The WardsAuto Fuel Economy Index shows the average fuel economy of light vehicles sold in the U.S. in October was 25.5 mpg (9.2 L/100 km), up 0.7% from year-ago.
The national average gasoline price was $2.621, 5.1% lower than in September but 11.1% above year-ago.
The index share of standard gasoline models fell slightly to 96.3% from 96.6% in same-month 2016. Share of electric vehicles stayed flat from prior-year, and plug-in hybrids and regular hybrids showed small upticks.
Cars sold in the month averaged 30.5 mpg (7.7 L/100 km), up 0.3% from year-ago. Domestically built cars slipped 0.3%, while imports rated 2.3% above year-ago.
The small-car segment reached an all-time high of 32.1 mpg (7.3 L/100 km), benefiting from the growth in hybrid sales.
Midsize cars showed the largest year-over-year gain, up 1.5%. Luxury models took the greatest downturn, 1.7%.
Light trucks scored 22.8 mpg (10.3 L/100 km) on the index, a 2.9% gain on prior-year. The average rating for domestics increased 2.7%, and imported models improved 2.1%.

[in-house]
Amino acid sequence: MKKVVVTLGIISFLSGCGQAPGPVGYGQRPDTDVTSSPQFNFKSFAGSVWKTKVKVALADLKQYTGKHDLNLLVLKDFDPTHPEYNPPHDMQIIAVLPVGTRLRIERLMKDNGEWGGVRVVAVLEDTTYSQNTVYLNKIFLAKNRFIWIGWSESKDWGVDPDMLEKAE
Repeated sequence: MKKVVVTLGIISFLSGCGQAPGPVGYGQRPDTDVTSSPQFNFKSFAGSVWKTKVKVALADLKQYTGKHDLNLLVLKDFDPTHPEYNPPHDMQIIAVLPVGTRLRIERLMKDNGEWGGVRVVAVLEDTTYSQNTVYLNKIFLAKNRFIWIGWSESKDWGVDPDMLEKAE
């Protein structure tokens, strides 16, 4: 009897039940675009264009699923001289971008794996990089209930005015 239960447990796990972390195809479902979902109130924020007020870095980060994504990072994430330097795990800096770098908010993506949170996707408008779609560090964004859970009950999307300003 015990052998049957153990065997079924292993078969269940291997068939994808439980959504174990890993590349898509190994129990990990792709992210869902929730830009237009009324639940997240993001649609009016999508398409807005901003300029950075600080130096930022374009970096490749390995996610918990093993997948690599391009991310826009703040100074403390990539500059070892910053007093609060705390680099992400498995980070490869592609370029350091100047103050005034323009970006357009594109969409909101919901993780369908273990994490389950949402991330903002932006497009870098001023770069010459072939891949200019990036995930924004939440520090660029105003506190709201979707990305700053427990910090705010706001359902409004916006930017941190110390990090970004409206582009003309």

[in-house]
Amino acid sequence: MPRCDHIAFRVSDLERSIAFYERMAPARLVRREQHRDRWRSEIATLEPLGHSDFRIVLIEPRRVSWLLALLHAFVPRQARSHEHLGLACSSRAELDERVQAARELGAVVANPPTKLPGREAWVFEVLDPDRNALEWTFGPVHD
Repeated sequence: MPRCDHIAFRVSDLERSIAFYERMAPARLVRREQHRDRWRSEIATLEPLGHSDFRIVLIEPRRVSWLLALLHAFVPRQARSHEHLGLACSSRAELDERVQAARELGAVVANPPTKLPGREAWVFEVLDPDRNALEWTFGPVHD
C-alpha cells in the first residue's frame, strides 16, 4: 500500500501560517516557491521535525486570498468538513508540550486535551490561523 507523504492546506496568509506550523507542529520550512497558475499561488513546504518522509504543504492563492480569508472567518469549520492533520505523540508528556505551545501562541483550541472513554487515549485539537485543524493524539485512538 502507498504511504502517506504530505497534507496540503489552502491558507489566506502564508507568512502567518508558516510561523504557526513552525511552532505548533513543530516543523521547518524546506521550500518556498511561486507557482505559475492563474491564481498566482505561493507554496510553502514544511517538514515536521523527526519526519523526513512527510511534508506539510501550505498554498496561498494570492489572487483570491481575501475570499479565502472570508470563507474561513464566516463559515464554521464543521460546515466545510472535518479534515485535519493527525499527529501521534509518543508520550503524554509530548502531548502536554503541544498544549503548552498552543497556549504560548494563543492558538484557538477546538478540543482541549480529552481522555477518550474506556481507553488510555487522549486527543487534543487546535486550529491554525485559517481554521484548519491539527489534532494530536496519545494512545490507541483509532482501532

CUVs reached a best-ever 25.4 mpg (9.2 L/100 km) with a 3.7% gain from October 2016. Penetration of electrics and hybrids in the segment rose from year-ago.
Volvo’s index score rose 3.8% to a record-high 25.0 mpg (9.4 L/100 km), boosted in large part by an increase in plug-in hybrid sales.
Volkswagen showed the greatest decline from prior-year, down 4.3%, due to a decline in hybrid and electric sales.
Mazda’s score fell 3.5%, brought down by sales shifting from cars to CUVs, a common market trend.
Mitsubishi was the highest-rated automaker (excluding electric-only Tesla) at 29.8 mpg (7.9 L/100 km).
FCA recorded the lowest rating of tracked OEMs, coming in at 20.7 mpg (11.3 L/100 km). Rising sales of SUVs and large cars counterbalanced the positive effect of the Chrysler Pacifica plug-in hybrid van, pushing the automaker 1.0% below same-month 2016.
The industrywide index rating for the first 10 months of 2017 was 25.5 mpg (9.2 L/100 km), up 0.4% from like-2016.